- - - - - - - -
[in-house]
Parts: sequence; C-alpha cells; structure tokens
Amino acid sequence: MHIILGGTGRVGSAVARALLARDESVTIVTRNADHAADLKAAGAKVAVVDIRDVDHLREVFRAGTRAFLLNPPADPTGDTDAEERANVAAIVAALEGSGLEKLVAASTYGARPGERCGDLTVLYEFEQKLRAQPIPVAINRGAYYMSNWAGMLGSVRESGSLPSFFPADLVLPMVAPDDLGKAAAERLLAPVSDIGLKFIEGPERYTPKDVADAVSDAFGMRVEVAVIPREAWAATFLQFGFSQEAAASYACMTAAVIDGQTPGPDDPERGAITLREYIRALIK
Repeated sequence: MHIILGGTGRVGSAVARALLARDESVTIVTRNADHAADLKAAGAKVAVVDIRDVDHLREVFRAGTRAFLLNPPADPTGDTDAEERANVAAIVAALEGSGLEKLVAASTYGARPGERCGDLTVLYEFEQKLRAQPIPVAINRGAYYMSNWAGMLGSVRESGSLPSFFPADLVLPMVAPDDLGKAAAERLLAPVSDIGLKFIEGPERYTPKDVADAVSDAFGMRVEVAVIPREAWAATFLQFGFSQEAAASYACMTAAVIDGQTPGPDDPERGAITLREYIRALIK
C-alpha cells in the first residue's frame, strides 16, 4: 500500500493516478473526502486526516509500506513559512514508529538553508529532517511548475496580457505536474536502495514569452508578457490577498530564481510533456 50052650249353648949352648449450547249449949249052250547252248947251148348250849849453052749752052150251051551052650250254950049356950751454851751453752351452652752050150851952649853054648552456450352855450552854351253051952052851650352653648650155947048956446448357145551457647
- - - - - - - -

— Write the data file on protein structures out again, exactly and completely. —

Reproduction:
[in-house]
Parts: sequence; C-alpha cells; structure tokens
Amino acid sequence: MHIILGGTGRVGSAVARALLARDESVTIVTRNADHAADLKAAGAKVAVVDIRDVDHLREVFRAGTRAFLLNPPADPTGDTDAEERANVAAIVAALEGSGLEKLVAASTYGARPGERCGDLTVLYEFEQKLRAQPIPVAINRGAYYMSNWAGMLGSVRESGSLPSFFPADLVLPMVAPDDLGKAAAERLLAPVSDIGLKFIEGPERYTPKDVADAVSDAFGMRVEVAVIPREAWAATFLQFGFSQEAAASYACMTAAVIDGQTPGPDDPERGAITLREYIRALIK
Repeated sequence: MHIILGGTGRVGSAVARALLARDESVTIVTRNADHAADLKAAGAKVAVVDIRDVDHLREVFRAGTRAFLLNPPADPTGDTDAEERANVAAIVAALEGSGLEKLVAASTYGARPGERCGDLTVLYEFEQKLRAQPIPVAINRGAYYMSNWAGMLGSVRESGSLPSFFPADLVLPMVAPDDLGKAAAERLLAPVSDIGLKFIEGPERYTPKDVADAVSDAFGMRVEVAVIPREAWAATFLQFGFSQEAAASYACMTAAVIDGQTPGPDDPERGAITLREYIRALIK
C-alpha cells in the first residue's frame, strides 16, 4: 500500500493516478473526502486526516509500506513559512514508529538553508529532517511548475496580457505536474536502495514569452508578457490577498530564481510533456 50052650249353648949352648449450547249449949249052250547252248947251148348250849849453052749752052150251051551052650250254950049356950751454851751453752351452652752050150851952649853054648552456450352855450552854351253051952052851650352653648650155947048956446448357145551457647